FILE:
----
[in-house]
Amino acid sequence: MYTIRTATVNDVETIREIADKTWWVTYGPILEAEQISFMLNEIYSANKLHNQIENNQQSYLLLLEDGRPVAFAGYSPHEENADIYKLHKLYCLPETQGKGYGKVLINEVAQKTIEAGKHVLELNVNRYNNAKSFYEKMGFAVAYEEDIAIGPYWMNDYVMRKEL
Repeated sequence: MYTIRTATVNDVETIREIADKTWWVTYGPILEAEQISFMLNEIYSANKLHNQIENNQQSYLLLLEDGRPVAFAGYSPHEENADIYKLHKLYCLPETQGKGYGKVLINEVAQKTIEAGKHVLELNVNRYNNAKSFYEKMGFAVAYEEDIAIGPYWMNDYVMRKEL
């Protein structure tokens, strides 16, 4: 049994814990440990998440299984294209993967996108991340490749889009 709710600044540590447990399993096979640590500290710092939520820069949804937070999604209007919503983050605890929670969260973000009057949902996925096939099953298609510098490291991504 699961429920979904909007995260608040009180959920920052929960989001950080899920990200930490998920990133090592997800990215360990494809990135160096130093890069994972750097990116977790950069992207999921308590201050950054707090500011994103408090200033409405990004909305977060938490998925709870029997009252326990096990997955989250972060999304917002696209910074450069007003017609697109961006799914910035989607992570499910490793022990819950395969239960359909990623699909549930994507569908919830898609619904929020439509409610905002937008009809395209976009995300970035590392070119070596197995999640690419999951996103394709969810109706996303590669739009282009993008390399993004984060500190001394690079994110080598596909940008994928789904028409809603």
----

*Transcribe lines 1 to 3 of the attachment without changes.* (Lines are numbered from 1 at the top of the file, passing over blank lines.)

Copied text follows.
[in-house]
Amino acid sequence: MYTIRTATVNDVETIREIADKTWWVTYGPILEAEQISFMLNEIYSANKLHNQIENNQQSYLLLLEDGRPVAFAGYSPHEENADIYKLHKLYCLPETQGKGYGKVLINEVAQKTIEAGKHVLELNVNRYNNAKSFYEKMGFAVAYEEDIAIGPYWMNDYVMRKEL
Repeated sequence: MYTIRTATVNDVETIREIADKTWWVTYGPILEAEQISFMLNEIYSANKLHNQIENNQQSYLLLLEDGRPVAFAGYSPHEENADIYKLHKLYCLPETQGKGYGKVLINEVAQKTIEAGKHVLELNVNRYNNAKSFYEKMGFAVAYEEDIAIGPYWMNDYVMRKEL